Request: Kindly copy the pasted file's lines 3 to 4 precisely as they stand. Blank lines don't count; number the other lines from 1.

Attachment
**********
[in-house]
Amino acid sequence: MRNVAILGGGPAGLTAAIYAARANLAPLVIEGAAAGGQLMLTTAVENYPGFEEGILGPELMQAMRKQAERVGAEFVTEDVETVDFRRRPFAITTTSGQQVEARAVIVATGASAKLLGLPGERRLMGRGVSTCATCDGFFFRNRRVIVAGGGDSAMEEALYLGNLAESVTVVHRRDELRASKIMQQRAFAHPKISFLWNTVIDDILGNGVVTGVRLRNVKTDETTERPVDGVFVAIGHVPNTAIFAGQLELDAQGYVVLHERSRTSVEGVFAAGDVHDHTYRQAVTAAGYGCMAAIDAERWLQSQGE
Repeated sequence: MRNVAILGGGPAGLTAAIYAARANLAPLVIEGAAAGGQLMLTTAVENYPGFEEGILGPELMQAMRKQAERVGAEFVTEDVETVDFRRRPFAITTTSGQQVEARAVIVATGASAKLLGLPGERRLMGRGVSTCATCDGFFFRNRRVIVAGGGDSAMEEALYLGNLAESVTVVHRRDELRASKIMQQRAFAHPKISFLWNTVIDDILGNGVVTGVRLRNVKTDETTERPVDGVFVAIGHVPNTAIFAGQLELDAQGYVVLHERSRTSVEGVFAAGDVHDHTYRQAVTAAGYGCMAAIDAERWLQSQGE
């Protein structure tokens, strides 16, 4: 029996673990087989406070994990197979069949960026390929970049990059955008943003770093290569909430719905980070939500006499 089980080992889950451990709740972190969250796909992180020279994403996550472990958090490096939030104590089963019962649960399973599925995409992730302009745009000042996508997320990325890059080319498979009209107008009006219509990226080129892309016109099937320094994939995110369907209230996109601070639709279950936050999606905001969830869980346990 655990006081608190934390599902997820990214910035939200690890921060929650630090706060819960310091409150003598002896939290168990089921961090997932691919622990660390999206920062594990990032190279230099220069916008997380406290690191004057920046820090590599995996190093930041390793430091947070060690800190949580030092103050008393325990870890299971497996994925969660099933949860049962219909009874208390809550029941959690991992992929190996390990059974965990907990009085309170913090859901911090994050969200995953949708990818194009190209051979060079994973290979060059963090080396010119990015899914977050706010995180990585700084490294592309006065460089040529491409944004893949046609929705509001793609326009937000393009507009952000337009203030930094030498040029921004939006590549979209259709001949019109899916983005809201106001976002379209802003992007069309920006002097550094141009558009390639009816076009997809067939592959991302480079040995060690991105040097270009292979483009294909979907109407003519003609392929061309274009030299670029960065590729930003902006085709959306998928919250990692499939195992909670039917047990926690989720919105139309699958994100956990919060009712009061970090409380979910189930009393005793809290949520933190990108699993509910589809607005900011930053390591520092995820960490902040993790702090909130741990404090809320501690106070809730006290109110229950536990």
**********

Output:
Repeated sequence: MRNVAILGGGPAGLTAAIYAARANLAPLVIEGAAAGGQLMLTTAVENYPGFEEGILGPELMQAMRKQAERVGAEFVTEDVETVDFRRRPFAITTTSGQQVEARAVIVATGASAKLLGLPGERRLMGRGVSTCATCDGFFFRNRRVIVAGGGDSAMEEALYLGNLAESVTVVHRRDELRASKIMQQRAFAHPKISFLWNTVIDDILGNGVVTGVRLRNVKTDETTERPVDGVFVAIGHVPNTAIFAGQLELDAQGYVVLHERSRTSVEGVFAAGDVHDHTYRQAVTAAGYGCMAAIDAERWLQSQGE
């Protein structure tokens, strides 16, 4: 029996673990087989406070994990197979069949960026390929970049990059955008943003770093290569909430719905980070939500006499 089980080992889950451990709740972190969250796909992180020279994403996550472990958090490096939030104590089963019962649960399973599925995409992730302009745009000042996508997320990325890059080319498979009209107008009006219509990226080129892309016109099937320094994939995110369907209230996109601070639709279950936050999606905001969830869980346990 655990006081608190934390599902997820990214910035939200690890921060929650630090706060819960310091409150003598002896939290168990089921961090997932691919622990660390999206920062594990990032190279230099220069916008997380406290690191004057920046820090590599995996190093930041390793430091947070060690800190949580030092103050008393325990870890299971497996994925969660099933949860049962219909009874208390809550029941959690991992992929190996390990059974965990907990009085309170913090859901911090994050969200995953949708990818194009190209051979060079994973290979060059963090080396010119990015899914977050706010995180990585700084490294592309006065460089040529491409944004893949046609929705509001793609326009937000393009507009952000337009203030930094030498040029921004939006590549979209259709001949019109899916983005809201106001976002379209802003992007069309920006002097550094141009558009390639009816076009997809067939592959991302480079040995060690991105040097270009292979483009294909979907109407003519003609392929061309274009030299670029960065590729930003902006085709959306998928919250990692499939195992909670039917047990926690989720919105139309699958994100956990919060009712009061970090409380979910189930009393005793809290949520933190990108699993509910589809607005900011930053390591520092995820960490902040993790702090909130741990404090809320501690106070809730006290109110229950536990």